This week on Zero Punctuation, Yahtzee reviews Yakuza: Like a Dragon.

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Transcript

Yakuza Like A Dragon probably shouldn’t be read as a complete sentence. Don’t Yakuza like a dragon. Dragons aren’t very good at Yakuza. They intimidate easily enough but their terrifying claws are bad at holding the protection money. No, this is actually the second game of an emerging trend where the Western and Japanese titles for a Japanese franchise are combined into title. See also Resident Evil 7: Biohazard. Possibly as part of a cunning ploy to claim dual citizenship after western society collapses. Anyway, Like A Dragon is part of the potentially ill-advised continuation of the Yakuza franchise after the stepping down of its lead character, Kazuma Kiryu, the man with a face like a granite paving slab and about the same durability. As was Judgement, but where Judgement failed because the main character was a size ten twat in size nine jeans, Like A Dragon succeeds by making the main character a somehow even bigger twat. But in a loveable way, importantly. Not in a “gels his hair into spikes and dates high schoolers” way. Our subject is Ichiban Kasuga, a Yakuza enforcer who was recruited on opposite day and spends most of their time handing out free money to people and beating the snot out of other professional criminals for committing crimes.

But fate turns on Ichiban when he has to take the rap for a shooting to preserve his mentor stroke father figure’s honour and returns to Kamurocho after a long prison sentence to get to the bottom of his betrayal. Now wait just a minute, Yahtzee Moustache Contaminating Croshaw – wasn’t Kazuma Kiryu in the first game also an opposite day Yakuza who also took the wrap for a shooting to preserve someone’s honour and also returned after a long prison sentence to etc? Yes, and believe me, I had no small amount of concern for Yakuza Like A Rolling Stone before I started. The story seemed to be treading enough old ground to irritate all the world’s archaeologists and then there was the reveal that it was going to have turn-based combat. And if there’s any franchise where the combat has never needed any drastic fixes, it’s Yakuza, the games that routinely cut from grown men making understated threats to each other with very serious faces to those same grown men twatting the absolute three bean salad out of each other with benches, traffic cones and passing old ladies. But then I played the game, and my doubts were put to rest. I mean, the main story is definitely treading old ground, but then most Yakuza main stories do.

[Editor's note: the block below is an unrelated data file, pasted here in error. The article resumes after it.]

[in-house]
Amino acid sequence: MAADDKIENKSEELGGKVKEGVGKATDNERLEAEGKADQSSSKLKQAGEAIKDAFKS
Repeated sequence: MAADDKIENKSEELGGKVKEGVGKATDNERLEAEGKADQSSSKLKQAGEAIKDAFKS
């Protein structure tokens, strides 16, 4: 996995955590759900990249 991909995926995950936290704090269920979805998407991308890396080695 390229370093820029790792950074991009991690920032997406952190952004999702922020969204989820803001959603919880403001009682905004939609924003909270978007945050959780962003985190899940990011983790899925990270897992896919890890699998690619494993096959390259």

Mysterious betrayal, hero comes to the aid of victimised innocent, discovers sinister scheme to take over Japan orchestrated by evil men in suits, strong themes of fatherhood and brotherhood and then everyone takes their shirts off and twats each other with benches. That’s every Yakuza game. But the main plot is rarely the interesting part, and that aspect of Yakuza: Like A G6 takes a back seat just a short eight or nine hours into the game when the prologue finally ends and Ichiban finds himself cast out of Kamurocho and homeless on the streets of Yokohama. From there the established plot is forgotten for a huge chunk of the runtime and we become a sort of rags-to-riches story as Ichiban gathers a party of fellow deadbeats to do odd jobs that somehow all end up connecting to one of the local crime gangs. They can’t fucking sell girl scout cookies door to door without it turning out that a rival troop are in deep with Columbian drug cartels. And while Itchybum is an ass-kicking Yakuza who wears disco suits, he’s got a character of his own distinct from Kazuma Kiryu, mainly because he doesn’t emote like a print of American Gothic glued to a cast iron fridge.